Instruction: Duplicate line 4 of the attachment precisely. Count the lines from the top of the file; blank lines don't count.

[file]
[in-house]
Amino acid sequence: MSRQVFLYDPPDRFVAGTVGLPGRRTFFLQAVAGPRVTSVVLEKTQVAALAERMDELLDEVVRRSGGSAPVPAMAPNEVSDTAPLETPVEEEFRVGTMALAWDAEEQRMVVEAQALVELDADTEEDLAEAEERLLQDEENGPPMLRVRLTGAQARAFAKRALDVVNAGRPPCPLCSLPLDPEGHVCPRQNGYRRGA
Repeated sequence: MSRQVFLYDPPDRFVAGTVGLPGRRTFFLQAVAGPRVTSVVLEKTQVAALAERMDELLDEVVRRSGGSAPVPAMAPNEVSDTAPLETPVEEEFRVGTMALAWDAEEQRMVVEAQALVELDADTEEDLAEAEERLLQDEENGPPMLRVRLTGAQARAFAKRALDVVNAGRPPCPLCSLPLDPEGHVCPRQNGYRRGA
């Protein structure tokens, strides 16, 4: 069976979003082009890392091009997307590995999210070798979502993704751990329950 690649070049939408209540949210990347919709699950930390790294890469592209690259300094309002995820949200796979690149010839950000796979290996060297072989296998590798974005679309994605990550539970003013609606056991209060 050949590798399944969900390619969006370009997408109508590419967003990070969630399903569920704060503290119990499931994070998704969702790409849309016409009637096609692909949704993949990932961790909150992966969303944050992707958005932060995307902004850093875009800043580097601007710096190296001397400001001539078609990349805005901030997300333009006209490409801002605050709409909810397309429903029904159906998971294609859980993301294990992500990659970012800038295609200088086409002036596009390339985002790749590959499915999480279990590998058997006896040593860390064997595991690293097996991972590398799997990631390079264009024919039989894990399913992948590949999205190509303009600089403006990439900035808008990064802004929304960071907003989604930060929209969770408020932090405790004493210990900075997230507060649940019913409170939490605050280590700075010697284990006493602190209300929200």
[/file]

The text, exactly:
């Protein structure tokens, strides 16, 4: 069976979003082009890392091009997307590995999210070798979502993704751990329950 690649070049939408209540949210990347919709699950930390790294890469592209690259300094309002995820949200796979690149010839950000796979290996060297072989296998590798974005679309994605990550539970003013609606056991209060 050949590798399944969900390619969006370009997408109508590419967003990070969630399903569920704060503290119990499931994070998704969702790409849309016409009637096609692909949704993949990932961790909150992966969303944050992707958005932060995307902004850093875009800043580097601007710096190296001397400001001539078609990349805005901030997300333009006209490409801002605050709409909810397309429903029904159906998971294609859980993301294990992500990659970012800038295609200088086409002036596009390339985002790749590959499915999480279990590998058997006896040593860390064997595991690293097996991972590398799997990631390079264009024919039989894990399913992948590949999205190509303009600089403006990439900035808008990064802004929304960071907003989604930060929209969770408020932090405790004493210990900075997230507060649940019913409170939490605050280590700075010697284990006493602190209300929200």